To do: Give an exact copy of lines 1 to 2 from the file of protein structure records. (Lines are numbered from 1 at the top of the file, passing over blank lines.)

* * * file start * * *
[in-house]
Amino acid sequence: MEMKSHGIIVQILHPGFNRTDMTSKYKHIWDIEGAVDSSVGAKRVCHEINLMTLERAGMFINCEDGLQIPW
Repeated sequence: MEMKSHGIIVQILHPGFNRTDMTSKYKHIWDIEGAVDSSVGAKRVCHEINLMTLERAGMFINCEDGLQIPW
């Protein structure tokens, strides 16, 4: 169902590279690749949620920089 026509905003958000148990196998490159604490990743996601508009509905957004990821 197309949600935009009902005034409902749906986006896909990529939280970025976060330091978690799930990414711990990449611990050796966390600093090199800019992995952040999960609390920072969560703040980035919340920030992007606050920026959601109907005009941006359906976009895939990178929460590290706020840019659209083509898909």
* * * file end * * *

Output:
[in-house]
Amino acid sequence: MEMKSHGIIVQILHPGFNRTDMTSKYKHIWDIEGAVDSSVGAKRVCHEINLMTLERAGMFINCEDGLQIPW